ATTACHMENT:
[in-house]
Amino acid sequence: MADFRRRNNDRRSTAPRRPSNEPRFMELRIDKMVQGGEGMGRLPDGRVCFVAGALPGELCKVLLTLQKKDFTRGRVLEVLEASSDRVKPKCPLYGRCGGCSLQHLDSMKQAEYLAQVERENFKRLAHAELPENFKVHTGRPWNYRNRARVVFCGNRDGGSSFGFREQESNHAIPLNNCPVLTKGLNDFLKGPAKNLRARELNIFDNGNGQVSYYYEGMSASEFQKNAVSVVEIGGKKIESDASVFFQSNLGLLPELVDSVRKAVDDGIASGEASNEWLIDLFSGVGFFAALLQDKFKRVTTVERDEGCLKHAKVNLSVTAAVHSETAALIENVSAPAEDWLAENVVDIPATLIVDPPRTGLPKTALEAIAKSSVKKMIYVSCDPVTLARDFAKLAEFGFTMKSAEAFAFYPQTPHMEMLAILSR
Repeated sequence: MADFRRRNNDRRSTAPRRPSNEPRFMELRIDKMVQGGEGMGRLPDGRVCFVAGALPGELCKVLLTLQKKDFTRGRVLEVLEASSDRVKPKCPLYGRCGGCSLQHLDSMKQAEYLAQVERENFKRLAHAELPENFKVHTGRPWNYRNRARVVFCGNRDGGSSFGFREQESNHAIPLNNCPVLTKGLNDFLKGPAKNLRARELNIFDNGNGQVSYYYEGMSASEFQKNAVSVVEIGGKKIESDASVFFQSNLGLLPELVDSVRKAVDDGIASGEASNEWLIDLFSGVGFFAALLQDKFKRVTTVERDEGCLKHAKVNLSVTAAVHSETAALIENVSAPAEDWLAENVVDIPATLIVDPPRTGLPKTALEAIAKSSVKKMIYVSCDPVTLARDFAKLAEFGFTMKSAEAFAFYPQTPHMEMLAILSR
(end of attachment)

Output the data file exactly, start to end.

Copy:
[in-house]
Amino acid sequence: MADFRRRNNDRRSTAPRRPSNEPRFMELRIDKMVQGGEGMGRLPDGRVCFVAGALPGELCKVLLTLQKKDFTRGRVLEVLEASSDRVKPKCPLYGRCGGCSLQHLDSMKQAEYLAQVERENFKRLAHAELPENFKVHTGRPWNYRNRARVVFCGNRDGGSSFGFREQESNHAIPLNNCPVLTKGLNDFLKGPAKNLRARELNIFDNGNGQVSYYYEGMSASEFQKNAVSVVEIGGKKIESDASVFFQSNLGLLPELVDSVRKAVDDGIASGEASNEWLIDLFSGVGFFAALLQDKFKRVTTVERDEGCLKHAKVNLSVTAAVHSETAALIENVSAPAEDWLAENVVDIPATLIVDPPRTGLPKTALEAIAKSSVKKMIYVSCDPVTLARDFAKLAEFGFTMKSAEAFAFYPQTPHMEMLAILSR
Repeated sequence: MADFRRRNNDRRSTAPRRPSNEPRFMELRIDKMVQGGEGMGRLPDGRVCFVAGALPGELCKVLLTLQKKDFTRGRVLEVLEASSDRVKPKCPLYGRCGGCSLQHLDSMKQAEYLAQVERENFKRLAHAELPENFKVHTGRPWNYRNRARVVFCGNRDGGSSFGFREQESNHAIPLNNCPVLTKGLNDFLKGPAKNLRARELNIFDNGNGQVSYYYEGMSASEFQKNAVSVVEIGGKKIESDASVFFQSNLGLLPELVDSVRKAVDDGIASGEASNEWLIDLFSGVGFFAALLQDKFKRVTTVERDEGCLKHAKVNLSVTAAVHSETAALIENVSAPAEDWLAENVVDIPATLIVDPPRTGLPKTALEAIAKSSVKKMIYVSCDPVTLARDFAKLAEFGFTMKSAEAFAFYPQTPHMEMLAILSR